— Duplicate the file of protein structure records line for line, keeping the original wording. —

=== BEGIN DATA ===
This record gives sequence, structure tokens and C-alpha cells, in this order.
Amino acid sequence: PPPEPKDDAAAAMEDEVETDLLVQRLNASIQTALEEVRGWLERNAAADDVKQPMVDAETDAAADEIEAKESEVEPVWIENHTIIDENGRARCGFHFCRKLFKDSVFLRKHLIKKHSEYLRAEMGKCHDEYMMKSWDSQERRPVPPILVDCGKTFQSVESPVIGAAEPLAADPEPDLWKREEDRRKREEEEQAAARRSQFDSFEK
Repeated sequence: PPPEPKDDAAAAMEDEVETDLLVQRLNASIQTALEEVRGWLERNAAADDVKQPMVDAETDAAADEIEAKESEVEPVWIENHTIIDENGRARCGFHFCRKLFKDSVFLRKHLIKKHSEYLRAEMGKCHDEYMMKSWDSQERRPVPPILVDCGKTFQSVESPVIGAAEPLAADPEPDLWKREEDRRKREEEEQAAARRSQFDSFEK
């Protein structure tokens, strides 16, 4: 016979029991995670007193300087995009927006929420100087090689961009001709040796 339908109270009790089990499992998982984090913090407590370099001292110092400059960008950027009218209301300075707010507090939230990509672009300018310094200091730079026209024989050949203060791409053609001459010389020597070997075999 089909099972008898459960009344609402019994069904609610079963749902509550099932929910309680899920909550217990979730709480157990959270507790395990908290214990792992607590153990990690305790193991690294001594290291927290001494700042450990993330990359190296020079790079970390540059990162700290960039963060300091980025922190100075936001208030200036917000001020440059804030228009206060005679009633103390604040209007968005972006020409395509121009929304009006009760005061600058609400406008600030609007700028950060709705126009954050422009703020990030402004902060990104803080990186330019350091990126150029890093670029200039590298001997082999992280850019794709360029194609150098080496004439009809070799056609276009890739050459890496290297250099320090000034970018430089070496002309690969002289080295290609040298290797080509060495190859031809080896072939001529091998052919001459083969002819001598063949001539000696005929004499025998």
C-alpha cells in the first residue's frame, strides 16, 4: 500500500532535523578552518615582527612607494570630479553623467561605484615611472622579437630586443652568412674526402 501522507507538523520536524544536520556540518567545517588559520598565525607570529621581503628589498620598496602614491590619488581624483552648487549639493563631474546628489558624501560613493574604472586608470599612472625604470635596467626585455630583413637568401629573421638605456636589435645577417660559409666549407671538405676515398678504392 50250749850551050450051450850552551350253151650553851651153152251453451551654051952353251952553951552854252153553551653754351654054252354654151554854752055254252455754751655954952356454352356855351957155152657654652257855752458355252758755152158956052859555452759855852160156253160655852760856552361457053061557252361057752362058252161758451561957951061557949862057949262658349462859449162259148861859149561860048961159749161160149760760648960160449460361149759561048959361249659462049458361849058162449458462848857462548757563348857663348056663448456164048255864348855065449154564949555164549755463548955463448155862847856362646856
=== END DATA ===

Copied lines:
This record gives sequence, structure tokens and C-alpha cells, in this order.
Amino acid sequence: PPPEPKDDAAAAMEDEVETDLLVQRLNASIQTALEEVRGWLERNAAADDVKQPMVDAETDAAADEIEAKESEVEPVWIENHTIIDENGRARCGFHFCRKLFKDSVFLRKHLIKKHSEYLRAEMGKCHDEYMMKSWDSQERRPVPPILVDCGKTFQSVESPVIGAAEPLAADPEPDLWKREEDRRKREEEEQAAARRSQFDSFEK
Repeated sequence: PPPEPKDDAAAAMEDEVETDLLVQRLNASIQTALEEVRGWLERNAAADDVKQPMVDAETDAAADEIEAKESEVEPVWIENHTIIDENGRARCGFHFCRKLFKDSVFLRKHLIKKHSEYLRAEMGKCHDEYMMKSWDSQERRPVPPILVDCGKTFQSVESPVIGAAEPLAADPEPDLWKREEDRRKREEEEQAAARRSQFDSFEK
């Protein structure tokens, strides 16, 4: 016979029991995670007193300087995009927006929420100087090689961009001709040796 339908109270009790089990499992998982984090913090407590370099001292110092400059960008950027009218209301300075707010507090939230990509672009300018310094200091730079026209024989050949203060791409053609001459010389020597070997075999 089909099972008898459960009344609402019994069904609610079963749902509550099932929910309680899920909550217990979730709480157990959270507790395990908290214990792992607590153990990690305790193991690294001594290291927290001494700042450990993330990359190296020079790079970390540059990162700290960039963060300091980025922190100075936001208030200036917000001020440059804030228009206060005679009633103390604040209007968005972006020409395509121009929304009006009760005061600058609400406008600030609007700028950060709705126009954050422009703020990030402004902060990104803080990186330019350091990126150029890093670029200039590298001997082999992280850019794709360029194609150098080496004439009809070799056609276009890739050459890496290297250099320090000034970018430089070496002309690969002289080295290609040298290797080509060495190859031809080896072939001529091998052919001459083969002819001598063949001539000696005929004499025998």
C-alpha cells in the first residue's frame, strides 16, 4: 500500500532535523578552518615582527612607494570630479553623467561605484615611472622579437630586443652568412674526402 501522507507538523520536524544536520556540518567545517588559520598565525607570529621581503628589498620598496602614491590619488581624483552648487549639493563631474546628489558624501560613493574604472586608470599612472625604470635596467626585455630583413637568401629573421638605456636589435645577417660559409666549407671538405676515398678504392 50250749850551050450051450850552551350253151650553851651153152251453451551654051952353251952553951552854252153553551653754351654054252354654151554854752055254252455754751655954952356454352356855351957155152657654652257855752458355252758755152158956052859555452759855852160156253160655852760856552361457053061557252361057752362058252161758451561957951061557949862057949262658349462859449162259148861859149561860048961159749161160149760760648960160449460361149759561048959361249659462049458361849058162449458462848857462548757563348857663348056663448456164048255864348855065449154564949555164549755463548955463448155862847856362646856